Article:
“I’m very humbled really, and personally I don’t look for accolades or anything like that, but it is lovely to be recognised and acknowledged for the role that I played in getting to AFLW, so I’ll take it,” Cooper said.

Formally the AFL Manager of Female Football Development, Cooper has been one of the driving forces pushing for a national women’s competition.

Most of her work has been bubbling away behind the scenes in building what AFLW is today for more than a decade, and many credit her leadership for the increase in national female participation from 16,000 to over 640,000.

Now the Female Academy coordinator at the West Coast Eagles, Cooper recalls when she found out she would be honoured with this year’s AFLW ambassador role.

“I was actually in the country, with another cup," she joked.

"We’d been taking the (2018 AFL Premiership) cup out to country WA, we were combining a premiership PR tour in Bunbury with some female coach education sessions we were putting on and Nicole Livingstone rang.

"I thought, ‘Well, I’m not quite sure what this is about but I better take it’," she said.

"So I kicked the other person out of the car in case it was personal and took the call and I sat in stunned silence for a little bit.

"I was quite overwhelmed to be honest.”

Cooper’s career, while keenly focussed on developing pathways and opportunities for women to play elite Australian rules football hasn’t been an easy ride.

As Cooper sat at the season launch event for the third season of a national women’s football competition, she recalled thinking it would never happen.

“Absolutely I didn’t think it would happen," Cooper said.

"There were times where myself and my state-based colleagues, who really were the passionate drivers – and think, if we hadn’t have been such a cohesive team, I think it would have taken a lot longer to come about because some people were quite crushed by the enormity of some of the barriers that they had to overcome in their own states and territories.

"I know if we hadn’t have helped each other and supported each other many more would have walked away from it and thought it was just too hard."

For someone of Cooper’s calibre and looking at all she has achieved in her football career, did she ever think about walking away when the constant challenges seemed insurmountable?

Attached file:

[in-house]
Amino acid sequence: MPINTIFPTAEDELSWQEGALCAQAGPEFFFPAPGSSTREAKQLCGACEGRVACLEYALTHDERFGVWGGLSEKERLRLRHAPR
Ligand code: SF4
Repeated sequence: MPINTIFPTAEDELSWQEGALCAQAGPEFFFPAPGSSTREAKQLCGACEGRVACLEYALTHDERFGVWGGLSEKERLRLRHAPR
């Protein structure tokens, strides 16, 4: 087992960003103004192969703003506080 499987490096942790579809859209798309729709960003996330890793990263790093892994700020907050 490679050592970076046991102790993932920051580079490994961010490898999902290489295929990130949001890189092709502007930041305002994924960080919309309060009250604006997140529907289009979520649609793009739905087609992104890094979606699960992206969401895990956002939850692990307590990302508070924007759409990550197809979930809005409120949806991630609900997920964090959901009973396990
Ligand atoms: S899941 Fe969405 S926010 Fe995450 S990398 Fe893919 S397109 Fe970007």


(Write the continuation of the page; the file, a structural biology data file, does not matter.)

“Yeah I did. I can even remember a particular month and situation – but my state colleagues, after I told them, they went, ‘no you can’t!’, and I thought, ‘well, other people have had barriers in their lives that are much more difficult than mine so if I walk away from this, it’s a bit of a pathetic response really,” she said.

Football is in Cooper's blood and she credits her dad, WAFL Hall of Fame inductee John Cooper, for the inspiration to keep going.

“I have a really good role model in my dad, he was the reason I fell in love with AFL because from a really young age I used to follow him to football games, so at first it was for love of dad then I fell in love with the code," Cooper ssaid.

"So I’ve drawn on how he’s overcome certain barriers and the challenges that he’s had to face in his life in football, one of his was actually life threatening, so I guess having such a good role model was helpful.”

As she looks forward to her role with her premiership cup ambassador duties and an enjoying another AFLW season, Cooper is also looking forward to her Eagles entering the competition in 2020.

“It’s my first year anniversary at the club this week and it actually feels real now," she said.

"Once we finalised the coaching group it felt closer to it and now the signing of our first two players (Mikayla Bowen and Rosie Deegan), it’s exciting.”

Though West Coast have been pushing for an AFLW side since licences were first awarded in 2016, Cooper is using the chance to learn from three years of the competition, ensuring that a whole club approach is in place as she states, “that did not necessarily happen in the first year for a lot of the clubs.”

With one eye on this season as she celebrates seeing her endless hard work come to fruition, and perhaps one eye on elite WA talent currently running around like Chelsea Randall and Sabrina Frederick-Traub, Cooper is in for an exciting ride.

“Well, we’d be silly not to have a crack (at Randall and Frederick-Traub) and given that both of them, in their youth before there was a national league, said that they were West Coast Eagles fans!" she said.

"I think it is going to be a bit tough but we’ll give it our best shot and see what we can do.”